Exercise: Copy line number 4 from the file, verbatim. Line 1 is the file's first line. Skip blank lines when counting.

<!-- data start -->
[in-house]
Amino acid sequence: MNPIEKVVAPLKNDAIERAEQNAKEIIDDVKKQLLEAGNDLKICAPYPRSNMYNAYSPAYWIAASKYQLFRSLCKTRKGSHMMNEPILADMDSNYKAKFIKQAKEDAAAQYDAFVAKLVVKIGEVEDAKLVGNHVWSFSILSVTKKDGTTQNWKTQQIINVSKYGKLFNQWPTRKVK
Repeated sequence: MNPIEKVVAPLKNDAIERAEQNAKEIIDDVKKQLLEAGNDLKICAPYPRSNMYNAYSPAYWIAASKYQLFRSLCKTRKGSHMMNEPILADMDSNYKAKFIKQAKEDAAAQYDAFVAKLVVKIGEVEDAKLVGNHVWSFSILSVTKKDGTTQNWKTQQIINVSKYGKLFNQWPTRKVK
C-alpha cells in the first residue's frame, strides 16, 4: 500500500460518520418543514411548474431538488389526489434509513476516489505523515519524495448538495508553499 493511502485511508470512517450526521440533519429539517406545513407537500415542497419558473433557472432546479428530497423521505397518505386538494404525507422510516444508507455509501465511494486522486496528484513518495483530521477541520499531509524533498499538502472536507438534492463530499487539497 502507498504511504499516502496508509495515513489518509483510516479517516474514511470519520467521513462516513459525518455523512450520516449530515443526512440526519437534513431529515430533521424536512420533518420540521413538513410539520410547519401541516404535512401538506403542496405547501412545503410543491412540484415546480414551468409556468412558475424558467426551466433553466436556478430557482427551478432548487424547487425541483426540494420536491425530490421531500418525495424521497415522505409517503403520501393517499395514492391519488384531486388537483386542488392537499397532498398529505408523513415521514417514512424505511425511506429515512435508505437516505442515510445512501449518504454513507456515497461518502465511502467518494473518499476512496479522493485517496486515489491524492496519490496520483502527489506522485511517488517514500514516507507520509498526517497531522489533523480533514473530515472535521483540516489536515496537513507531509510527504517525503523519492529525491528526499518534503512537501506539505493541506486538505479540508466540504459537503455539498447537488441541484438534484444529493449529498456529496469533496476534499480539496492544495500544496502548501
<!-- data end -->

C-alpha cells in the first residue's frame, strides 16, 4: 500500500460518520418543514411548474431538488389526489434509513476516489505523515519524495448538495508553499 493511502485511508470512517450526521440533519429539517406545513407537500415542497419558473433557472432546479428530497423521505397518505386538494404525507422510516444508507455509501465511494486522486496528484513518495483530521477541520499531509524533498499538502472536507438534492463530499487539497 502507498504511504499516502496508509495515513489518509483510516479517516474514511470519520467521513462516513459525518455523512450520516449530515443526512440526519437534513431529515430533521424536512420533518420540521413538513410539520410547519401541516404535512401538506403542496405547501412545503410543491412540484415546480414551468409556468412558475424558467426551466433553466436556478430557482427551478432548487424547487425541483426540494420536491425530490421531500418525495424521497415522505409517503403520501393517499395514492391519488384531486388537483386542488392537499397532498398529505408523513415521514417514512424505511425511506429515512435508505437516505442515510445512501449518504454513507456515497461518502465511502467518494473518499476512496479522493485517496486515489491524492496519490496520483502527489506522485511517488517514500514516507507520509498526517497531522489533523480533514473530515472535521483540516489536515496537513507531509510527504517525503523519492529525491528526499518534503512537501506539505493541506486538505479540508466540504459537503455539498447537488441541484438534484444529493449529498456529496469533496476534499480539496492544495500544496502548501